|Degrees:||B.Sc. (Queen's), M.Sc. (Carleton), Ph.D. (Toronto)|
|Phone:||613-520-2600 x 3856|
|Office:||Office: 339 Nesbitt Building|
Lab: 336 Nesbitt Building
|Website:||Visit my lab website|
I study the effects of landscape structure on abundance, distribution and persistence of organisms. Landscape structure includes the amounts of various kinds of land cover in landscape (e.g., forest, wetland, roads), and the spatial arrangement of these cover types. Landscape sructure affects populations through its effects on reproductions, mortality, and movement. Since landscape structure is strongly affected by human activities such as forestry, agriculture, and development, the results of this research are relevant to land-use decisions. A particular focus in my lab is on the effects of roads and traffic on wildlife populations. We use a combination of spatial simulation modelling and field studies on a wide range of different organisms.
My main research questions include:
What is the minimum amount of habitat required in a landscape for persistence of a population, and what determines that minimum?
What are the effects of roads on distribution and persistence of populations, which species are most vulnerable to roads, and what road patterns are least damaging to wildlife populations, and how can population-level effects of roads be mitigated?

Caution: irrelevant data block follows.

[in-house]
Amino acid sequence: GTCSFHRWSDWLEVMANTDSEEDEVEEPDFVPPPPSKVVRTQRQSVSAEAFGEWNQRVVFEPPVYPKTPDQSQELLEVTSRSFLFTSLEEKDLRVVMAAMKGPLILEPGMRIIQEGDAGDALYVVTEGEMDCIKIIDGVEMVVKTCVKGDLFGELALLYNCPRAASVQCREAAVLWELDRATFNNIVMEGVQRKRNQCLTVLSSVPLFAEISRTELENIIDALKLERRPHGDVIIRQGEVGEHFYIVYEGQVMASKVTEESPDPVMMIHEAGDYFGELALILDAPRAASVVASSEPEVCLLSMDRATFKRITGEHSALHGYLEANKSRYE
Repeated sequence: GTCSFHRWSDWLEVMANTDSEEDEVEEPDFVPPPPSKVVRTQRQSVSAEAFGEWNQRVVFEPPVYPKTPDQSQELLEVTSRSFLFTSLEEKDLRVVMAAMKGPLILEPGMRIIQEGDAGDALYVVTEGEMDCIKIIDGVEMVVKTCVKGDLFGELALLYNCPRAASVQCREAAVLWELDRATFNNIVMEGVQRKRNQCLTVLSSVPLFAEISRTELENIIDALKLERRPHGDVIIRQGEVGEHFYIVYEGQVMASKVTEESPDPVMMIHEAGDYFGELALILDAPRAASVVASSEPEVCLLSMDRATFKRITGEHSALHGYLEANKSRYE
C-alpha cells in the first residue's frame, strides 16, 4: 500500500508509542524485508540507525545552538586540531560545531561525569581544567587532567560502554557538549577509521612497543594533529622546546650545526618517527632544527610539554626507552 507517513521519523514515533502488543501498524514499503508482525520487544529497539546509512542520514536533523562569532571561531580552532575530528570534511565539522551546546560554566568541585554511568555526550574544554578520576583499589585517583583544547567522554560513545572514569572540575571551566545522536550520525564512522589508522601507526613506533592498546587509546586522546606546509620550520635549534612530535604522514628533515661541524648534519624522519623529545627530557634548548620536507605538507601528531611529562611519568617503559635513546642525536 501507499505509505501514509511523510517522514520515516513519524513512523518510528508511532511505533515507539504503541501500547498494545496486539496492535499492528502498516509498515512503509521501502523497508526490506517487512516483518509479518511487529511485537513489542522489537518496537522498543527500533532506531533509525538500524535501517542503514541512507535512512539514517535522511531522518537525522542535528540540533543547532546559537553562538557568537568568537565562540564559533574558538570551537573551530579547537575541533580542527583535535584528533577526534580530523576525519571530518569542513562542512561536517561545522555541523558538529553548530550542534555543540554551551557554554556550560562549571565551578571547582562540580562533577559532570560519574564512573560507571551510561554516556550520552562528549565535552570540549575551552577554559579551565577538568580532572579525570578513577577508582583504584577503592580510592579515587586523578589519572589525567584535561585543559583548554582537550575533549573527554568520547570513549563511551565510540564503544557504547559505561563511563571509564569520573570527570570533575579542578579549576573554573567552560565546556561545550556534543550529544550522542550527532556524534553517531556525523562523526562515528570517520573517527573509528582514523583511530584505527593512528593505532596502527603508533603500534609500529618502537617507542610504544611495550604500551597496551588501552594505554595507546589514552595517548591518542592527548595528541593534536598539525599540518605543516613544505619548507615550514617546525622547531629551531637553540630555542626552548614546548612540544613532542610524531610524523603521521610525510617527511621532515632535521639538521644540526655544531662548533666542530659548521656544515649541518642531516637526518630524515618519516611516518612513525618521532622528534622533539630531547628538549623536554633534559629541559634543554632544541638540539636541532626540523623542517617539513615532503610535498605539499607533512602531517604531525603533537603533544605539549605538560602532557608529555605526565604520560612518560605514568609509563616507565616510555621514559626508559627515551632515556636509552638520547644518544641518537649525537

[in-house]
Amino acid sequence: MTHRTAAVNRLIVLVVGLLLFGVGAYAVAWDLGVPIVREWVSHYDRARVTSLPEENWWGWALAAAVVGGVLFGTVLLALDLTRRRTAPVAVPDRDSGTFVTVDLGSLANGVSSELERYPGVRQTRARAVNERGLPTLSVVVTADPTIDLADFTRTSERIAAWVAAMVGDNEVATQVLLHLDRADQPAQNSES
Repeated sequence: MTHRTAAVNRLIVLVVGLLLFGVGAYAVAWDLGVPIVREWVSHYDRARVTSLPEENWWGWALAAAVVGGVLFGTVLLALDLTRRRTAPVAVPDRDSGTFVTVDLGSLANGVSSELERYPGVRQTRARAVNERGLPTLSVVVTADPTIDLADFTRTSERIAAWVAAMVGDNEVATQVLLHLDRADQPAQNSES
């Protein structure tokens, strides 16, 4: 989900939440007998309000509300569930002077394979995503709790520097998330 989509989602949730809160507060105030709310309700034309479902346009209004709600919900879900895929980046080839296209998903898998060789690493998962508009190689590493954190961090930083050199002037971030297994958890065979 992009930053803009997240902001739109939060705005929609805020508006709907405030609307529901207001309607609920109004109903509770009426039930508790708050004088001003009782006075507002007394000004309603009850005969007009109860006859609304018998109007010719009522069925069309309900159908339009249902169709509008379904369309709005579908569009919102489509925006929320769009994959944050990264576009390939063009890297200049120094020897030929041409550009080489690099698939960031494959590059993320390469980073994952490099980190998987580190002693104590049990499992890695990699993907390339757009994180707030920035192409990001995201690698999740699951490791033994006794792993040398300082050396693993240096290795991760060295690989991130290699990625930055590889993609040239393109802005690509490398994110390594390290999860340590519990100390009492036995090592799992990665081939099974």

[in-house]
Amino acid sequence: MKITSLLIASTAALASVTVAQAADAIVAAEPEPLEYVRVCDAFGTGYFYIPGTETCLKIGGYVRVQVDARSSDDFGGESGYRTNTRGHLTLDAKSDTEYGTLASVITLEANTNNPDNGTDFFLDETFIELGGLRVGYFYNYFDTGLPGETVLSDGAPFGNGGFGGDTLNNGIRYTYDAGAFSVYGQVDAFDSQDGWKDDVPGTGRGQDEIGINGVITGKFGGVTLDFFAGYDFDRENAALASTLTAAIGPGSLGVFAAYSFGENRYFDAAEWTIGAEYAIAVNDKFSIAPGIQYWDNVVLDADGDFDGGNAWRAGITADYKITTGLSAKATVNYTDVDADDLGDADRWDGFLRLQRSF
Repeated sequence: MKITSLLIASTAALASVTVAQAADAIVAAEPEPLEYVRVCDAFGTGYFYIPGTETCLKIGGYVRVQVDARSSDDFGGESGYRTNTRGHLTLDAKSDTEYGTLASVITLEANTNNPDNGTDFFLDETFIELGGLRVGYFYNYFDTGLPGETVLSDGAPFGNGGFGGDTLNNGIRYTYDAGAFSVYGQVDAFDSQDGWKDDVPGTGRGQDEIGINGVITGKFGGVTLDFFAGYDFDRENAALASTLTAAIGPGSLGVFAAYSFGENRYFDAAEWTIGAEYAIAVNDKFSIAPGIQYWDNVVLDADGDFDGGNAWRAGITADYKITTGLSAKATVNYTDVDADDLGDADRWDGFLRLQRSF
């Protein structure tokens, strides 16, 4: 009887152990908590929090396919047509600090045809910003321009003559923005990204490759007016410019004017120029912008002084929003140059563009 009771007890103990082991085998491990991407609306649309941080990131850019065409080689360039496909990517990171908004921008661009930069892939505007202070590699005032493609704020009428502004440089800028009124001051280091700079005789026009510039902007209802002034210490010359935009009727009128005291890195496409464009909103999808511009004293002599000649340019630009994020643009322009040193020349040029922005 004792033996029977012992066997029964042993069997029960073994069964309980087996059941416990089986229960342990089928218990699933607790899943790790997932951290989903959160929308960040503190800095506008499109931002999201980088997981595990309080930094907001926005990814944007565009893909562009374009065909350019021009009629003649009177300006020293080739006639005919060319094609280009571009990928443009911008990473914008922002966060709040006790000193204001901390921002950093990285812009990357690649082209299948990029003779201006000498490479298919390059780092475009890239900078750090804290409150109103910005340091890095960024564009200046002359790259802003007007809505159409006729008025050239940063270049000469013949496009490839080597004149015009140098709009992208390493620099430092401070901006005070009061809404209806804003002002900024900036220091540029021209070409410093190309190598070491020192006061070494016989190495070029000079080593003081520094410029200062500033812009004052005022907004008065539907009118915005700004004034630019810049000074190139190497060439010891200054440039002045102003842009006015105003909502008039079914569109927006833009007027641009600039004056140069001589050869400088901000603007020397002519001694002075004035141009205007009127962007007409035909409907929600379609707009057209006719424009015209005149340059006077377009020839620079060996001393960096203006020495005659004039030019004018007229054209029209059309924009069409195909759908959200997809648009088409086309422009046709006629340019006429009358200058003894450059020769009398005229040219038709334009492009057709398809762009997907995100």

How can agricultural landscapes be structured to reduce pest populations while maintaining high biodiversity without compromising agricultural output?
Under what circumstances does the breaking apart (fragmentation) of habitat affect population persistence?
How does landscape heterogeneity affect population persistence and species richness?
How does dispersal behaviour of an organism affect its response to landscape structure?
What is the role of connectivity (the degree to which a landscape permits movement of organisms across it) in population persistence?
Fahrig L, Arroyo-Rodríguez V, et al. 2019. Is habitat fragmentation bad for biodiversity? Biological Conservation 230: 179–186.
Collins SA, Bellingham L, Mitchell G, Fahrig L. 2019. Life in the slow drain: Landscape structure affects farm ditch water quality. Science of the Total Environment 656: 1157–1167.
Fahrig L. 2019. Habitat fragmentation: a long and tangled tale. Global Ecology and Biogeography 28: 33–41.
Sawatzky ME, Martin AE, Fahrig L. 2018. Landscape context is more important than wetland buffers for farmland amphibians. Agriculture, Ecosystems and Environment 269: 97-106.
Put J, Mitchell G, Fahrig L. 2018. Higher bat and prey abundance at organic than conventional soybean fields. Biological Conservation 226: 177-185.
Martin AE, Fahrig L. 2018. Habitat specialist birds disperse farther and are more migratory than habitat generalist birds. Ecology 99: 2058–2066.
Martin, AE, Graham S, Henry M, Pervin E, Fahrig L. 2018. Flying insect abundance declines with increasing road traffic. Insect Conservation and Diversity 11: 608-613.
Ascensão F, Fahrig L, Clevenger AP, Corlett R, Jaeger J, Laurance WF, Pereira HM. 2018. Environmental challenges for the Belt and Road Initiative. Nature Sustainability 1:206-209.
Hill M, Hassall C, Oertli B, Fahrig L, Robson B, Biggs J, Samways M, Usio N, Takamura N, Krishnaswamy J, Wood P. 2018. New policy directions for global pond conservation. Conservation Letters 11:e12447.
Bennett J, Maxwell S, Martin A, Chadès I, Fahrig L, Gilbert B. 2018. When to monitor and when to act: Value of information theory for multiple management units and limited budgets. Journal of Applied Ecology 55: 2102-2113.